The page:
Robert Misik: Of course filter bubbles exist. That is not something that requires any discussion – it is rather a question of interpretation: do the filter bubbles in digital communication enclose and confine us to a greater extent than would otherwise be the case? If this is the question to be addressed, the situation is already more complicated. Modern societies are comprised of a large number of subgroups that differ from one another in terms of their ways of life, political persuasions, personal styles and so on. We have inner city dwellers, working class urban districts, middle classes in the suburbs, the super-rich in their favoured areas, big cities, small towns, villages … The people who live in these various sub-communities also have little contact with those in other sub-communities in real life – and when they do have contact, it tends rather to be on a superficial level.
Digital communication, be it in social networks, forums or other online media, reinforces this logic on the one hand while breaking with it on the other. Reinforced in the sense that, assuming we fit into the patchwork of a community with a particular set of opinions, we will find ourselves inundated with ever more messages that reinforce this community’s prevailing opinions. This entrenches our views and gives us tunnel vision. Yet that is of course only one side of the truth. We can see the opinions of others on a daily basis in the social media and forums – where we are confronted with attitudes that we might otherwise not even notice. That is something that is often overlooked when we talk about filter bubbles.
Photo: Reuben BrandAntony Loewenstein: A key deficiency of modern society is lack of empathy for the underprivileged, a disease caused by experiencing our daily lives in a bubble.Too often what we read and don’t see online and what we hear and experience in our real lives reduces our ability to relate to others who look or sound different to us. It’s tempting to hate refugees coming from the Middle East or Africa if you feel economic and racial insecurity and are told by your trusted newspaper, TV host or friend that you should fear the “other” because they’re worsening your personal situation. Resisting this impulse requires widening what you consume and consider on a daily basis. This tendency existed before the rise of the internet and social media but it’s now easier to find your own tribe online.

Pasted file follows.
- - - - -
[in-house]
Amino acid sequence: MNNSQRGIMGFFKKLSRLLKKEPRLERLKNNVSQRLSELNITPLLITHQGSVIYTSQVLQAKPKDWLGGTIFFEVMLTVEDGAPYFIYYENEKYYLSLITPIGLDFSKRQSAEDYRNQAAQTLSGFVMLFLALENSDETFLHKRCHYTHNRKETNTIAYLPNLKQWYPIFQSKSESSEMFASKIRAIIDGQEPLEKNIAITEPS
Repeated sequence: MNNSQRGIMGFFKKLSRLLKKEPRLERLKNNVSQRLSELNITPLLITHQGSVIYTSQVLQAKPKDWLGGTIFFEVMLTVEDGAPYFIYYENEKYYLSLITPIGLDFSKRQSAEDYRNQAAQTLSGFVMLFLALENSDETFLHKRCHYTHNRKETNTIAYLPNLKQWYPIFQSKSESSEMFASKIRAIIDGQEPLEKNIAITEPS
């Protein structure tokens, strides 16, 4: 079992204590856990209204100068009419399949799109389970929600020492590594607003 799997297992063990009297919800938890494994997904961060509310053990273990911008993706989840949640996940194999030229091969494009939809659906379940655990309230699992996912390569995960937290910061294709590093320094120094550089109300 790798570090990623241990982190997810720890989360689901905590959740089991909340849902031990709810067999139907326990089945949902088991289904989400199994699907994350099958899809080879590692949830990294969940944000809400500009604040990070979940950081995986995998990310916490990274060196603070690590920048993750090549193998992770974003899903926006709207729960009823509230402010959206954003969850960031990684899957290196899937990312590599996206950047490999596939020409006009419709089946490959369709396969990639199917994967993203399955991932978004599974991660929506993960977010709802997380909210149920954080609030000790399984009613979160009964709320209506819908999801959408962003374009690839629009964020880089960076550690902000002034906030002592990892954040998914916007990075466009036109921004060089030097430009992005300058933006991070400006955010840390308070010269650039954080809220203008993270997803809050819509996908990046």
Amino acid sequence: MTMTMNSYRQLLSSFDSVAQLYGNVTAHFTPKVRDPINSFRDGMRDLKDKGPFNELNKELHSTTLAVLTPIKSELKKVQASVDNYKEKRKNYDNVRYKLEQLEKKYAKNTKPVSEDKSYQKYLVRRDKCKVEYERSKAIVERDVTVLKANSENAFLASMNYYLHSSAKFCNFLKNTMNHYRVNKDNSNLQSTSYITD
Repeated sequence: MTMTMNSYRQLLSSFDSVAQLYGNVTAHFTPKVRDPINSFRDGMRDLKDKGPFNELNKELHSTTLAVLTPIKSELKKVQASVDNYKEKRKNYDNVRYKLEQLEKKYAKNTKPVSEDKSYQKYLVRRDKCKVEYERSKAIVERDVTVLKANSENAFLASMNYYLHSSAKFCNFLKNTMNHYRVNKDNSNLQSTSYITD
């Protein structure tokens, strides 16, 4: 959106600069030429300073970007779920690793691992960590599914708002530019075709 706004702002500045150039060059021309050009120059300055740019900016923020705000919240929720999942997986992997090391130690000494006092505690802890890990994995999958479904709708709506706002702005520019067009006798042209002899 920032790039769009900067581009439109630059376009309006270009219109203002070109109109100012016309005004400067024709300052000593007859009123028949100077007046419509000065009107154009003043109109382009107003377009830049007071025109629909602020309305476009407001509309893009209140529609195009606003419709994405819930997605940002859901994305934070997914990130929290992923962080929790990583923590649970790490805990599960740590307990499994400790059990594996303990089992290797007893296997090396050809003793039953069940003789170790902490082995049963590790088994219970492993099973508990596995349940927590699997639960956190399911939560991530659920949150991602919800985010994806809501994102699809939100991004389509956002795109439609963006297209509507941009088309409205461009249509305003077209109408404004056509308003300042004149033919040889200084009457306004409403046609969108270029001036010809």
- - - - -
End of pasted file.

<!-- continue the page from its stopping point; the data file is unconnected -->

I’ve experienced this in my own work. When I visit Gaza as a journalist and tell people that I don’t feel threatened as a Jew by locals or the Islamist government, the instant reaction is often suspicion because the media has fed a line for decades that Palestinians are inherently violent and Muslims want to kill all Jews. This lie can only be challenged by constantly explaining the truth and showing the fallacy of the position.